Gazprom: Natural gas discount for Turkey not on agenda

On the eve of a visit to Turkey by Alexander Medvedev, deputy chairman of the board of executive directors of Russian energy company Gazprom, a reduction of prices on gas exports to Turkey — which pays a high price for gas — is not on the agenda, Gazprom sources have said.

The same sources stressed that during Medvedev’s visit, cooperation on natural gas issues between Turkey and Russia will top the agenda. Turkey will seek a discount in the price of gas it buys from Russia in talks with Medvedev on Monday when he visits Ankara, Energy and Natural Resources Minister Taner Yıldız said on Friday.

“The contract we have with Russia gives us the right for a price revision. We will convey our demands regarding this [price revision] to Russian and Gazprom officials,” Yıldız told reporters.

To meet rising demand in Turkey, Ankara also wants an increase in the annual capacity of the Blue Stream pipeline, which carries Russian gas to Turkey under the Black Sea. Ankara will ask for an additional 3.5 billion cubic meters (bcm) on top of its current capacity of 16 bcm. A potential re-routing of Russia’s South Stream pipeline will also be discussed after Turkey said it was open to the possibility of letting the controversial conduit pass through its territory if Moscow made such a request.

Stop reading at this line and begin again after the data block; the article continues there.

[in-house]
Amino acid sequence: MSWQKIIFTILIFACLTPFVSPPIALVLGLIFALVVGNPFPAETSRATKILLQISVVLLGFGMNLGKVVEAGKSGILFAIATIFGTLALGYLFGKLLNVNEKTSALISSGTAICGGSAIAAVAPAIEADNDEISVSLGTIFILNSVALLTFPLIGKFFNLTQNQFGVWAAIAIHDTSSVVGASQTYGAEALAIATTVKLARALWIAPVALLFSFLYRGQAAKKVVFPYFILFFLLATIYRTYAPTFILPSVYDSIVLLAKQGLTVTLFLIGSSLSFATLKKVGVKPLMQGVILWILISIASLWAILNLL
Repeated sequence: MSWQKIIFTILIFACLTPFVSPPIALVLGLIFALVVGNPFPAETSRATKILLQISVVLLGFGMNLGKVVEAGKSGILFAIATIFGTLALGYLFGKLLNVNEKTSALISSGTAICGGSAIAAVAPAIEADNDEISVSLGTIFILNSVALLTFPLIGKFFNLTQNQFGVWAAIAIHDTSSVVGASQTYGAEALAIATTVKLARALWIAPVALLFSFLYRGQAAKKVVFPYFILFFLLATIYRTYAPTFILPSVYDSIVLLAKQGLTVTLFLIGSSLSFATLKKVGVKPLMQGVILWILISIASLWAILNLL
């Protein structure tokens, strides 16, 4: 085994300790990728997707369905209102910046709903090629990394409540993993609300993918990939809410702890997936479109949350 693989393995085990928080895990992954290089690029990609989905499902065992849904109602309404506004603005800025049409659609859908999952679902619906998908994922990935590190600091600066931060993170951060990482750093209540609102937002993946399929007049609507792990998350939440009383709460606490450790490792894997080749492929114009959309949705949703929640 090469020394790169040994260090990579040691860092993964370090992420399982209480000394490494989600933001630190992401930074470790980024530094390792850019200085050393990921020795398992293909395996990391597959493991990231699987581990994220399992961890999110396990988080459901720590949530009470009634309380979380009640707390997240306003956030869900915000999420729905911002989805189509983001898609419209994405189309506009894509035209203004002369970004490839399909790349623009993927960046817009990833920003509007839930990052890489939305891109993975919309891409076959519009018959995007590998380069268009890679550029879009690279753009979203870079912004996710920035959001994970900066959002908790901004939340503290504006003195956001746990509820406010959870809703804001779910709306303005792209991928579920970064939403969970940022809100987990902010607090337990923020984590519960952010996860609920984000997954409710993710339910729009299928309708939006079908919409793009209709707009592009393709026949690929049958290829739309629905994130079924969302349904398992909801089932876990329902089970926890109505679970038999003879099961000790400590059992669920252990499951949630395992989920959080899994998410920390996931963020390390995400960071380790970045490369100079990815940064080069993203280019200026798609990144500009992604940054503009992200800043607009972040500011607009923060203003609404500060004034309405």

The massive South Stream project is seen as crucial for Russia’s ambitions to cement its position as Europe’s dominant gas supplier, but the venture has been thrown into doubt by tensions between Ukraine and Moscow. “No request has been made yet. We will discuss all of these issues on Monday,” Yıldız added.

Turkey’s energy import dependence has been on the rise over the past decade and the country depends heavily on Russia, from which it buys around 58 percent of its natural gas. Turkey also imports around 12 percent of its oil from Russia. In addition to natural gas dependence, Ankara also has significant trade relations with Moscow.

The trade volume between Russia and Turkey is expected to grow to $100 billion in the coming years. According to Gazprom, in the first four months of 2013, natural gas exports to Europe amounted to 54.7 bcm. The Western European market, including Turkey, absorbs the bulk of Russian supplies. In 2012, Gazprom delivered 111.13 bcm of gas to this market. The biggest importers are Germany, with 34 bcm, Turkey with 27 bcm and Italy with 15.1 bcm.